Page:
Chapter 7 of the United States Bankruptcy Code is the most commonly filed Bankruptcy Petition and is intended to provide a “fresh start” to honest people with limited financial resources by granting an “Order of Discharge” for typical debts such as: credit cards, medical bills, payday loans, utility debts, judgments and debts related to foreclosures and auto repossessions. An Order of Discharge is a Federal Court Order which says that dischargeable debts are forgiven, but some debts may not be included in the Discharge Order. Importantly, Chapter 7 does not result in a Discharge of debts including, but not limited to the following:
- Child Support
- Student Loans
- Government fines and forfeitures
Debts which were obtained shortly before filing for Bankruptcy, including cash advances, along with debts incurred through fraud, theft, willful or malicious injuries to another or their property and debts incurred through intoxicated use of a motor vehicle are presumed to be non-dischargeable.
More Information on Filing a Chapter 7 Bankruptcy
The filing of a Chapter 7 Bankruptcy case requires a truthful and complete disclosure of all assets, debts, income and expenses and the Bankruptcy Petition is signed under oath and under penalty of perjury. To file a Bankruptcy case, it will be necessary to provide: pay-stubs (or verification of all gross income) from all sources, for all household members, during the past six (6) months, Titles for all motor vehicles in your name(s), recorded Mortgage and Deed for any real estate you own anywhere in the world, State and Federal tax returns for the past two (2) years (along with Business Tax Returns for any business in which you hold a 5% share or more, or if you are an officer, director or otherwise receive any income from the business), copies of Statements from all financial accounts, including retirement funds and verification of any loans which have been taken against retirement funds, and a reasonable budget showing average monthly income and reasonable expenses which show an inability to fund a significant repayment plan. The Bankruptcy case will require information and documentation in addition to the items listed above, but the items listed are some of the more difficult documents to provide.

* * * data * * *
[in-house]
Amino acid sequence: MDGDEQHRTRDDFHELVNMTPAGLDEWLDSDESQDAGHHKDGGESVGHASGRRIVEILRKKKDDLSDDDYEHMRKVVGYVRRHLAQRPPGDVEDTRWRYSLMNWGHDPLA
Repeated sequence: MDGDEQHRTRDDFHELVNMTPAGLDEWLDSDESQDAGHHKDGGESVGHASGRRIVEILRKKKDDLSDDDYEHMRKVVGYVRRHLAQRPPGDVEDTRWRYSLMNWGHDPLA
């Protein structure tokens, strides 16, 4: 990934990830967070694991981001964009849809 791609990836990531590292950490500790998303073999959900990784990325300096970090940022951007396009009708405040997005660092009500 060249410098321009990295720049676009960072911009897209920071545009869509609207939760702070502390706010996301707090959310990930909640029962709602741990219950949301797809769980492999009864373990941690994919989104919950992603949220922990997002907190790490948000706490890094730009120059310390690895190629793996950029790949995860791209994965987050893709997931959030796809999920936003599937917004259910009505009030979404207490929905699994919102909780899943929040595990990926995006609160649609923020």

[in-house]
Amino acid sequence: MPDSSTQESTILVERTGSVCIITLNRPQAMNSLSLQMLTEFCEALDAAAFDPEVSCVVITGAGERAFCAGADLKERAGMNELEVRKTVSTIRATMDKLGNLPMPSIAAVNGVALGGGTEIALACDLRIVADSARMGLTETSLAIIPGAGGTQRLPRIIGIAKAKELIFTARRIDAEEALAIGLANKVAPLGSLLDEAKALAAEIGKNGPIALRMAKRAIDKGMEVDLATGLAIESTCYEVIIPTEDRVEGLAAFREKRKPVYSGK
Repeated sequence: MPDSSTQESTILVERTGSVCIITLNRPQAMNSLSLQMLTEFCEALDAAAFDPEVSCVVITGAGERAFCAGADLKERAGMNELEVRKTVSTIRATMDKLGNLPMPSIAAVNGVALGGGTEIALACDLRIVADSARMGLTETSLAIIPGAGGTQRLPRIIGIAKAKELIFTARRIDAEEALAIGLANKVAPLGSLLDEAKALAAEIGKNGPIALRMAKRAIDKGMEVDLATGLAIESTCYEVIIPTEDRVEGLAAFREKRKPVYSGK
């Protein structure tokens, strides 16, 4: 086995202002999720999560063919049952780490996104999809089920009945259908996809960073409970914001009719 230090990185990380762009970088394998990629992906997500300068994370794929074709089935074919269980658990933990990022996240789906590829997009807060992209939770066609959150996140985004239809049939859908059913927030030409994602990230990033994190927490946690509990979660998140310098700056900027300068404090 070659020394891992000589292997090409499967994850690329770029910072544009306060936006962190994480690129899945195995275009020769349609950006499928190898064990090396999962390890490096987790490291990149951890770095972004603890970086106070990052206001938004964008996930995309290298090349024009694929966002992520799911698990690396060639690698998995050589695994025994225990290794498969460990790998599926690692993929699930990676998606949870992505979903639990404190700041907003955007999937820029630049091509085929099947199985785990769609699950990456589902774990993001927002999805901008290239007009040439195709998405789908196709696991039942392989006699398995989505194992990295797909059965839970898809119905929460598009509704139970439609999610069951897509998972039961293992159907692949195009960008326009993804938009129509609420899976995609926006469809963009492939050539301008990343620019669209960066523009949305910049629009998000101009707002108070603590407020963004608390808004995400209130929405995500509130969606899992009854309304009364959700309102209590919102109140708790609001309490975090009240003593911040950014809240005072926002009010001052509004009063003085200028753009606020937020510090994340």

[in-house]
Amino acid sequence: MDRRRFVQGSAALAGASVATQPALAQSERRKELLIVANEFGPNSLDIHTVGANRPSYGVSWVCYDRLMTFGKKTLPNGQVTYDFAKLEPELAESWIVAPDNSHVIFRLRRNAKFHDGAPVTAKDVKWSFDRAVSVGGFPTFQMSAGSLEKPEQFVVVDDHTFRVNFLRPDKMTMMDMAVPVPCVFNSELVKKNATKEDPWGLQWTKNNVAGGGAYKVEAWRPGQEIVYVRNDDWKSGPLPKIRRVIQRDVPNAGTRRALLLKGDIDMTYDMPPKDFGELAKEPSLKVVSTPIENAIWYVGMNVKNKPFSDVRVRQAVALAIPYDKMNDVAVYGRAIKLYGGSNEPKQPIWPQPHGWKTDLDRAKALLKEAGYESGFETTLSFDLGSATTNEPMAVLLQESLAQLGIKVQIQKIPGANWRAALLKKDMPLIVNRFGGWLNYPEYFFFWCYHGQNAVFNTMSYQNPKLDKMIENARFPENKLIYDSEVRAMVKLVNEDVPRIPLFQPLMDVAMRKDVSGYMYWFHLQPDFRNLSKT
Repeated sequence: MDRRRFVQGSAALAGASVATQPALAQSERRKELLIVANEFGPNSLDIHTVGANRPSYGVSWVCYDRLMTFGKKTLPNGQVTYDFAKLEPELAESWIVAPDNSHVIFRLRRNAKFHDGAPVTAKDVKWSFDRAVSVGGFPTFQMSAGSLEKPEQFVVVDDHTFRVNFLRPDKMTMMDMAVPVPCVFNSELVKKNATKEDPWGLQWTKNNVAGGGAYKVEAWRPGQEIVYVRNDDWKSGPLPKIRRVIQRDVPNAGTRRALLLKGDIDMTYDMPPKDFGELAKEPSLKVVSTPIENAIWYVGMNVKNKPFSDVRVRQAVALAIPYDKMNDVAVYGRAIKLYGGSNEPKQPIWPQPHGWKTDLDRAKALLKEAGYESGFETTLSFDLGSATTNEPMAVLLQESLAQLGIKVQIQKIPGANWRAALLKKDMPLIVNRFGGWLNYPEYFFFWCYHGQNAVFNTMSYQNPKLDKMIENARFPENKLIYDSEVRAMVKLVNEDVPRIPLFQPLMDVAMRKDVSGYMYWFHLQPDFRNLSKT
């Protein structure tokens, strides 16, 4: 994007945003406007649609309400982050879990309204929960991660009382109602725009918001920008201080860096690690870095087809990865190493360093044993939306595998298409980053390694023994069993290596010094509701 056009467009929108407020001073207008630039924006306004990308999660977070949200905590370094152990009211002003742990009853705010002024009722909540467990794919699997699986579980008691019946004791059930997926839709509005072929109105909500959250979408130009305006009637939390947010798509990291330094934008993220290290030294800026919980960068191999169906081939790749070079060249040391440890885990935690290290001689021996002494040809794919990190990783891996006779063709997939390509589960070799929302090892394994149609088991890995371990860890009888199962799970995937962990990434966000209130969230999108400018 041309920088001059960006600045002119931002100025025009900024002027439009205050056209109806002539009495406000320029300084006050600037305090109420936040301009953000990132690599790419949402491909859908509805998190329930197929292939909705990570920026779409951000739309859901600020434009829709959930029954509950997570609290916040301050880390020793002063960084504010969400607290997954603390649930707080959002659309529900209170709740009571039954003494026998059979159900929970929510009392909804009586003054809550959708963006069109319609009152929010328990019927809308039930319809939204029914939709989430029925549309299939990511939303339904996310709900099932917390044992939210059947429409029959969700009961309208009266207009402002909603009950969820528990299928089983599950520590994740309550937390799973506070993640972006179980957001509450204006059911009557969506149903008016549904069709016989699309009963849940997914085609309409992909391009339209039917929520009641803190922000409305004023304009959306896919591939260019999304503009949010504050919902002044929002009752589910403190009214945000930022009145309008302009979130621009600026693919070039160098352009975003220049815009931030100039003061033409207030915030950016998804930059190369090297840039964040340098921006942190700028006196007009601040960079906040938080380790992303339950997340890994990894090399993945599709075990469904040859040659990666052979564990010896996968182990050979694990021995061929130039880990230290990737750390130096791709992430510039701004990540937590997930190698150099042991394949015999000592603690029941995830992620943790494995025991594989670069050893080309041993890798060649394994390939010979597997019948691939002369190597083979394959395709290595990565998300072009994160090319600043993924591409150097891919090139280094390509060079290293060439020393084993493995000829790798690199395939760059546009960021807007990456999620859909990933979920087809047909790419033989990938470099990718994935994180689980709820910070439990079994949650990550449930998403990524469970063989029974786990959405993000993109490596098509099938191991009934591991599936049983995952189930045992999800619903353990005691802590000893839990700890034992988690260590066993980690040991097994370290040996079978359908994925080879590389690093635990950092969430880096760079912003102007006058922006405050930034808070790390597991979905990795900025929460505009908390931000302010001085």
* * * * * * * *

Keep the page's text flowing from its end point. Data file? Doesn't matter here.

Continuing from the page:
The filing of a Chapter 7 Bankruptcy case requires a truthful and complete disclosure of all assets, debts, income and expenses and the Bankruptcy Petition is signed under oath and under penalty of perjury.
The total value of the property which may be retained through bankruptcy is subject to limitations known as “exemptions.” The Federal Bankruptcy Code provides exemption options and the State of Wisconsin provides separate exemptions. In a majority of cases, all assets will be within exemption limits and may be retained through bankruptcy.
If your property has been pledged as collateral to “secure” a debt, like a home mortgage or financed auto, you will have the option to either keep the collateral and “reaffirm” the debt by agreeing in writing to continue the terms of the original contract, or “redeem” the debt by paying a lump sum, or to surrender the collateral, in which case any remaining deficiency owed on the contract would be included in an ordinary Discharge Order.